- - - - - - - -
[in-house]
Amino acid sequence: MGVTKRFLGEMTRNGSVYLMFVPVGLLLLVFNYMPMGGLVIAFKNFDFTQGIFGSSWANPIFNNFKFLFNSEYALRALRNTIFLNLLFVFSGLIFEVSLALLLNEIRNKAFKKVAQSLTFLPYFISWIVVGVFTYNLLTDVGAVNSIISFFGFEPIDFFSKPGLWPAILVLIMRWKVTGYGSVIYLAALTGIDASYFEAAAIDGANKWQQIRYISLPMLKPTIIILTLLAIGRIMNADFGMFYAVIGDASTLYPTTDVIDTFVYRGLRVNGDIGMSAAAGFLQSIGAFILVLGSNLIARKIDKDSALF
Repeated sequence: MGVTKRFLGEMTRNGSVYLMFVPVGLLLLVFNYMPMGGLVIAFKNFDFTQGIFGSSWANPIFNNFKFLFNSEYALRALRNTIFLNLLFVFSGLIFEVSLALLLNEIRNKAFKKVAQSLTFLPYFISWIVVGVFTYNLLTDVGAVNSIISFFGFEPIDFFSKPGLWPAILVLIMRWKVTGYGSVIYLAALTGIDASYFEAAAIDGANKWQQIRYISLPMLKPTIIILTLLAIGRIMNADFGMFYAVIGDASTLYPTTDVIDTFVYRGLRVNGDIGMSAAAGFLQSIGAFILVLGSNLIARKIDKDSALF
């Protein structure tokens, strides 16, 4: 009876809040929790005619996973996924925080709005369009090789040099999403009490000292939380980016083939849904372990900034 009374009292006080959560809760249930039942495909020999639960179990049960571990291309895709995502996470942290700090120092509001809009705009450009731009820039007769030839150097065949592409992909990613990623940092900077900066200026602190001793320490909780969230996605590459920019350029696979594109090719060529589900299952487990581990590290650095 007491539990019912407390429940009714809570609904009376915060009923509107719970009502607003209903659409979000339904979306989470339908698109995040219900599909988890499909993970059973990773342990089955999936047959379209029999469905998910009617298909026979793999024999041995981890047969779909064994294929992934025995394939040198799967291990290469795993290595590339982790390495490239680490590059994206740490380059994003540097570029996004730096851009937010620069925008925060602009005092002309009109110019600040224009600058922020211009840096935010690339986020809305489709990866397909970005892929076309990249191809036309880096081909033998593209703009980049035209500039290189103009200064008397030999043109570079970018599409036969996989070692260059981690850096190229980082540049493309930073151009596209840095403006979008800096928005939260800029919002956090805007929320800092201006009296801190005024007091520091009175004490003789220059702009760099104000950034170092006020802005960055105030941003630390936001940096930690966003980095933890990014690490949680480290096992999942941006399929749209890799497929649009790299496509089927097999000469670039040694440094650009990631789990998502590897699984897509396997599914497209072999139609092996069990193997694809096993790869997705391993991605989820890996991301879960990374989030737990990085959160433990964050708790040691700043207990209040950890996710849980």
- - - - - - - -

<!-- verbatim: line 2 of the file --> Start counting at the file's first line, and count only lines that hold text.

Amino acid sequence: MGVTKRFLGEMTRNGSVYLMFVPVGLLLLVFNYMPMGGLVIAFKNFDFTQGIFGSSWANPIFNNFKFLFNSEYALRALRNTIFLNLLFVFSGLIFEVSLALLLNEIRNKAFKKVAQSLTFLPYFISWIVVGVFTYNLLTDVGAVNSIISFFGFEPIDFFSKPGLWPAILVLIMRWKVTGYGSVIYLAALTGIDASYFEAAAIDGANKWQQIRYISLPMLKPTIIILTLLAIGRIMNADFGMFYAVIGDASTLYPTTDVIDTFVYRGLRVNGDIGMSAAAGFLQSIGAFILVLGSNLIARKIDKDSALF